So we’ve been cooped up at home for quite some time now due to the pandemic. For us adults, the use of technology plays a pertinent role in maintaining our social connection to the outside world. But for the little ones whose main form of socialization stems from the school environment, this can be especially difficult.
Social distancing keeps our children physically safe but how do we ensure they don’t socially wilt during this era of isolation?
Here are some simple ways to help your child stay connected to family and friends and develop important skills while doing so:
Phone conversations – This form of communication seems to have gone by the wayside with the increase of smartphones (talking has been traded in for texting) but it can be quite beneficial for our little ones who are still developing their oral communication and social skills.
Talking over the phone helps children learn how to start (and end) conversations, engage in a back and forth dialogue (understand the reciprocity of communication), improve attention span, increase vocabulary, build empathy, give insight into other’s lives, develop oral language skills (speaking, listening, questioning, clarifying, rephrasing) as well as build and maintain friendships.
Video chatting (i.e., WhatsApp, Zoom, Meet, Skype) – Just like speaking over the phone, this form of interaction is quite valuable as well. The added bonus here is the ability to see the other person’s expressions and reactions during the conversation. Reading body language is very important in understanding non-verbal communication. Learning to read gestures, tone of voice, posture and facial expressions can tell us a lot about our listeners. Are they attentive, bored, relaxed, happy, excited, confused? This can help young ones navigate the conversation better as they start to understand the give and take of communicating with others.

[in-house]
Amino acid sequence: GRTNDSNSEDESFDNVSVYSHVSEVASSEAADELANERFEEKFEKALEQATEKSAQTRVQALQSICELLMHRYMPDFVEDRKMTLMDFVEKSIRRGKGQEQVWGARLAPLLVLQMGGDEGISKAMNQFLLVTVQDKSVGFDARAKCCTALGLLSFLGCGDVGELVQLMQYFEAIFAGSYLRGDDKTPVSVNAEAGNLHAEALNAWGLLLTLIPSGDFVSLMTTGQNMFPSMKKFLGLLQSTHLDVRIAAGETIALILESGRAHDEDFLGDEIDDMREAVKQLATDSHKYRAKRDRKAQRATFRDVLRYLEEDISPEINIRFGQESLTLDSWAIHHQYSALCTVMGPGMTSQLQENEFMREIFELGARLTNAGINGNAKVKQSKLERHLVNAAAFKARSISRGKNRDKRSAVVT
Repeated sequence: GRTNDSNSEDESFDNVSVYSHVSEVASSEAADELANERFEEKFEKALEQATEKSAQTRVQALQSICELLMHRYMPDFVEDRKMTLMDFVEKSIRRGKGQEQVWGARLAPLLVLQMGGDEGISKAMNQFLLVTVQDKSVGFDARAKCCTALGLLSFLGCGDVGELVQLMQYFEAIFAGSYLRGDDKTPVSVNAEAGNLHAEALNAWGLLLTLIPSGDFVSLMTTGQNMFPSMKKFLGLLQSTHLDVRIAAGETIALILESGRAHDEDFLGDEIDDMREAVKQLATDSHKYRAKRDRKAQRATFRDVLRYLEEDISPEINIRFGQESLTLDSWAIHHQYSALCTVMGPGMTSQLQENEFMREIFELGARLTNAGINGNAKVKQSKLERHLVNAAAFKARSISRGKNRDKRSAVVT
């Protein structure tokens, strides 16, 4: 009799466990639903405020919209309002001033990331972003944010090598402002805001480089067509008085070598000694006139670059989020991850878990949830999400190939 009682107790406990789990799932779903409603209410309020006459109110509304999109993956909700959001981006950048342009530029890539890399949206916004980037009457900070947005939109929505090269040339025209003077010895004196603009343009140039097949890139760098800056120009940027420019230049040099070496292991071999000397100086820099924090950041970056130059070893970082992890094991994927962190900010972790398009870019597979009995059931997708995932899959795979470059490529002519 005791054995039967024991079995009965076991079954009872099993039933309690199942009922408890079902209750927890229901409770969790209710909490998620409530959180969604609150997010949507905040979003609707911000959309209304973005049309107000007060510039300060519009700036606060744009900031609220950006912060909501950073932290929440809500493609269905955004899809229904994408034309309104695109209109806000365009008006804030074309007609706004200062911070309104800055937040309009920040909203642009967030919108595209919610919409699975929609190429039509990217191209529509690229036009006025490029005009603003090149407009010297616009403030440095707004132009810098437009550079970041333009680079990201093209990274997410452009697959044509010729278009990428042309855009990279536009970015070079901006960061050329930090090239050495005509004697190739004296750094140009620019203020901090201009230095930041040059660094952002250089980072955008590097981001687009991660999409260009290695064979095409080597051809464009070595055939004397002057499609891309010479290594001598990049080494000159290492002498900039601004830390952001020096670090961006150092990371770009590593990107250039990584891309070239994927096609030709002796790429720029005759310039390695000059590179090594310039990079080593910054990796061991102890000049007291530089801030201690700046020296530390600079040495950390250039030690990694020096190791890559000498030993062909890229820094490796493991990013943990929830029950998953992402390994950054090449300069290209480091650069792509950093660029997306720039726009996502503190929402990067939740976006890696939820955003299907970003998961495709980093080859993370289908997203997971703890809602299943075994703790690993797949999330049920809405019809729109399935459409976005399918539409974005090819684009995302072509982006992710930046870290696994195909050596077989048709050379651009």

Video chatting can also allow children to introduce another branch of topics into their conversation. We all know from Show and Tell that children love to talk about their favourite toys and share their work with others. Video chatting allows for this kind of engagement more readily (and gives you a bit of a break).
Social Games (Roblox, Fortnite, Mindcraft, Maker 2) – Although you may to limit the amount of time your child spends on video games, certain games can provide your child with the opportunity to interact with friends virtually.
Just as physical exercise helps in improving and strengthening muscles, cognitive games can help with cognitive functions. It can help improve coordination, memory, attention, concentration, as well as problem-solving and social skills.
Writing Letters – Despite the prevalence of emails and text messages, everyone has to write letters at some point. Encouraging children to write letters from an early age will improve their communication, social and handwriting skills. It will also teach them how to structure letters. Letters can be valuable keepsakes as well.
Letter-writing does not only help children stay connected, but also reinforces important literacy skills and concepts. Writing letters can also be a lot of fun, especially if you can include different kinds of stationary, writing material, decorative stickers, stamps, and photos. The more creative children can get, the more they will gravitate toward this form of communication.
To introduce my students to the format of letter-writing, I wrote and shared a new poem with them, titledI Wrote a Letter.
The poem highlights the five elements of a friendly letter in a fun and lyrical way. If you are interested in downloading a copy for your personal use at home or in the classroom, please head over to my TPT store HEREto get the complete package. It includes three letter-writing templates (to accommodate different writing stages) and a sample page with headings.